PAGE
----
The early church was following Jesus' example, as well as the ancient laws, when it set up means to ensure that the poor were taken care of. 

 

 

Just for the record, I don't in any way support a notion that Jesus "introduced" anything new, just a fulfillment,  clarification, & expression with both word & action, the old, in a way that revealed something new,  for most, & for the most part.

 

Just like I don't proclaim to offer anything new.

I can only hope to be a fraction, of the example of that which is Christ like.

 

 

Bolt

unsafe's picture

unsafe

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    Great post stardust-

     Very interesting reading and information

  

                   

seeler's picture

seeler

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Bolt - I understand and didn't wish to imply otherwise.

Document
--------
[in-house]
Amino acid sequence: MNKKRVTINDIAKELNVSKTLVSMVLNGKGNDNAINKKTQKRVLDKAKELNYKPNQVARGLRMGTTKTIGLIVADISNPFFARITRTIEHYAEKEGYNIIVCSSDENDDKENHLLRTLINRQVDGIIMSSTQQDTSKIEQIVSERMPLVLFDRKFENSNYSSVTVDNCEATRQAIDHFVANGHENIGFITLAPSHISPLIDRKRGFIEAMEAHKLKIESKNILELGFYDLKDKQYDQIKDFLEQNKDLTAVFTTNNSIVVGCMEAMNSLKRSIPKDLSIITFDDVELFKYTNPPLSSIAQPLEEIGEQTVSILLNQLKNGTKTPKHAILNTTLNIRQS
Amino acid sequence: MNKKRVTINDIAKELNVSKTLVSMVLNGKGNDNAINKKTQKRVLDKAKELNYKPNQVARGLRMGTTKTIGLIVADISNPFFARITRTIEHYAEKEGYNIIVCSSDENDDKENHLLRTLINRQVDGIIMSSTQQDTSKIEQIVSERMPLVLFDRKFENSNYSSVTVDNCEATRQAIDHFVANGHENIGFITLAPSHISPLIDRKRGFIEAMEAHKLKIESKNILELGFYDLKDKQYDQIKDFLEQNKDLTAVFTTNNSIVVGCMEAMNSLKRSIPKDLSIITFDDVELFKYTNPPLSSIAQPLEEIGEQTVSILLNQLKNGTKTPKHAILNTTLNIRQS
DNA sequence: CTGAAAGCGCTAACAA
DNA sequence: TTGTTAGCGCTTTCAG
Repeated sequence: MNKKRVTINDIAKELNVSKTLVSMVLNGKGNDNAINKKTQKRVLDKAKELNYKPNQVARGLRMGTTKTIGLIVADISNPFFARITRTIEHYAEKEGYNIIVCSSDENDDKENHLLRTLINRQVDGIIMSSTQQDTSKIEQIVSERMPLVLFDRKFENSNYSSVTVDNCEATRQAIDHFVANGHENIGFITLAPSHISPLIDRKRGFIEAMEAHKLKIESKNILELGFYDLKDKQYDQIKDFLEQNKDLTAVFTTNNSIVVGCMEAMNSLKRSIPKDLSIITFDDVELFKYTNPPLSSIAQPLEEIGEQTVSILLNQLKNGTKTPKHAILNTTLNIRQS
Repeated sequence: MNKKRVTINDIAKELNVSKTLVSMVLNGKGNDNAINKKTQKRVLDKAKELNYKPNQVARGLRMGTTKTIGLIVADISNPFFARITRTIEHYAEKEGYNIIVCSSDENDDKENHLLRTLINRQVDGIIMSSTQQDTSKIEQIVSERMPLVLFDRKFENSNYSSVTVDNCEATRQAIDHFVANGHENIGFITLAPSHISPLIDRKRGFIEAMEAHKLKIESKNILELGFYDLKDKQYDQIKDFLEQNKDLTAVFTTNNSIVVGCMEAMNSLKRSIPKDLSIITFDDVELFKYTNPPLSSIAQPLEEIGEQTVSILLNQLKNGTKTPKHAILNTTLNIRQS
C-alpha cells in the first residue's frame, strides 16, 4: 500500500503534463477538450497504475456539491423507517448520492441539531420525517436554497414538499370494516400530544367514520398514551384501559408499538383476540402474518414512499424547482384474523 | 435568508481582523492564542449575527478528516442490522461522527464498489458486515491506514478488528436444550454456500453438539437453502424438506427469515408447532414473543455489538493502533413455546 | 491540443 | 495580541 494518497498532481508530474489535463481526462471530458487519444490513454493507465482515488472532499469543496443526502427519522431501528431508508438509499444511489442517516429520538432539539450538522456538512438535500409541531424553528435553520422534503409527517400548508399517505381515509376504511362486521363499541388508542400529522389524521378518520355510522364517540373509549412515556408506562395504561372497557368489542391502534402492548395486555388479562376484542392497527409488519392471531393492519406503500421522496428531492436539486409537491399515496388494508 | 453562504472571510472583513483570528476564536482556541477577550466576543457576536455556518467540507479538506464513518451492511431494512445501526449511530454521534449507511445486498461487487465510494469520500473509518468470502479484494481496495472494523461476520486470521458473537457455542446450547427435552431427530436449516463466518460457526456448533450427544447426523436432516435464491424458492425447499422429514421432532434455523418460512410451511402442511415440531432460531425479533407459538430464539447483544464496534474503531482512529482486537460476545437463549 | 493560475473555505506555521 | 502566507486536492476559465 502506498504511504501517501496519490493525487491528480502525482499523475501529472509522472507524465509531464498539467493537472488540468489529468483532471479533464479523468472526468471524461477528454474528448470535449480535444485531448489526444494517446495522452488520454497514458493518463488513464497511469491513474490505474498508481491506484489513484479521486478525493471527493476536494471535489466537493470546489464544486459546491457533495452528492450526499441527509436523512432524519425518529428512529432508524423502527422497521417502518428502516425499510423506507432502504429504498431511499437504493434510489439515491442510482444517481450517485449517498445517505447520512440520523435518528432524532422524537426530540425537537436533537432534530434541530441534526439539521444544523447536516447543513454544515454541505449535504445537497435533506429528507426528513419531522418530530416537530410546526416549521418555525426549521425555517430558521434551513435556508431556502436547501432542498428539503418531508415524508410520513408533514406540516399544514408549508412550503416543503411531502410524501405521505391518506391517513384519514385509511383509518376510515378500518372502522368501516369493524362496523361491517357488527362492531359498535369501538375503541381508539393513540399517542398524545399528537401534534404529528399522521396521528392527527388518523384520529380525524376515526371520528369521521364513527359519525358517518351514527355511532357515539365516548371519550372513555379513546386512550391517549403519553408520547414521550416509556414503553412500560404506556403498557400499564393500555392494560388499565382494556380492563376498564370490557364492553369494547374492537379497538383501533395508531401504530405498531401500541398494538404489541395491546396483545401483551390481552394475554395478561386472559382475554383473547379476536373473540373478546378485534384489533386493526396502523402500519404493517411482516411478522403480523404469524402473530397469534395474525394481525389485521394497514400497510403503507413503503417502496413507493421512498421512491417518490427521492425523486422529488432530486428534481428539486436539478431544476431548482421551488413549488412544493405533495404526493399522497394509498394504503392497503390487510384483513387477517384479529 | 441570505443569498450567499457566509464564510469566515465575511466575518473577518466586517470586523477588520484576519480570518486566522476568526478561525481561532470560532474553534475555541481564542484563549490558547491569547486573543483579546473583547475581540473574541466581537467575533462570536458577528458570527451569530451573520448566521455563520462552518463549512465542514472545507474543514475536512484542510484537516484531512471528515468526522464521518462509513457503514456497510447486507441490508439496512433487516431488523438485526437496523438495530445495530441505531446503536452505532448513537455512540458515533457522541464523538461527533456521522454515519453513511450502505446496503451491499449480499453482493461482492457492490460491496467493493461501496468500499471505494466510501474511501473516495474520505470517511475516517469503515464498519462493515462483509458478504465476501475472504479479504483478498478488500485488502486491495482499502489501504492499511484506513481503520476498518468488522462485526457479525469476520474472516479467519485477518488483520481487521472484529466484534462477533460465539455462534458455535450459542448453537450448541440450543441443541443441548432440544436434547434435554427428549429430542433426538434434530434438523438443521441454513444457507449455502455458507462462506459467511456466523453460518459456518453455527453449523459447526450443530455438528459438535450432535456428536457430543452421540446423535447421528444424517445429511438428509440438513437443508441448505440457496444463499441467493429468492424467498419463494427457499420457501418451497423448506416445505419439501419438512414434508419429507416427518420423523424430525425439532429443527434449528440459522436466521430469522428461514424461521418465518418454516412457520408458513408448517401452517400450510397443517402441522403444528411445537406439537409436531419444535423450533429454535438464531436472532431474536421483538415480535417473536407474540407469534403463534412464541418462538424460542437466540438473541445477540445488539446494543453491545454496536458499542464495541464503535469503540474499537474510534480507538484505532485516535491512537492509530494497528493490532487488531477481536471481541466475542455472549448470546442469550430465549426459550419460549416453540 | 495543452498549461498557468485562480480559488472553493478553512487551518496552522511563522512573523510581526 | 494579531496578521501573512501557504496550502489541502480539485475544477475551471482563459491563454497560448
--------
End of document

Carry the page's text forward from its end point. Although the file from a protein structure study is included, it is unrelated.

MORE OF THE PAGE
boltupright's picture

boltupright

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I just like clarifying things if by chance they are misinterpreted.

 

 

Bolt

stardust's picture

stardust

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unsafe

Glad you like it. I do too. Its written quite simple so I can understand it.

 

I have two more threads perhaps of interest to you.  One is Jesus Town of Capharnaum. This is of interest to me because Jesus spent a lot of time there where he also performed miracles, healings etc. We hear so often about the  carpenter Jesus  from a small village, Nazareth, who  lived a very primitive existence. It seems that Capharnaum was quite a thriving town in its time.

 

The other thread is In Jesus Time Corporal Punishment  ( in the synagogue).  I didn't realize that anyone questioning or not agreeing with the teachings and/or protocol of the synagogue could be punished. Its a little bit like the Catholic church today excommunicating  members  for various reasons. So....it wasn't something entirely  new  re Paul/Jesus being persecuted for their beliefs by the synagogue.

 

 

Floribunda's picture

Floribunda

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Hi boltupright!

 

"""""""""""""""""""""""""""""""""""""""""""""Which is why I find it so unfathomable, as to why the Jewish community, still don't see Christ as Messiah.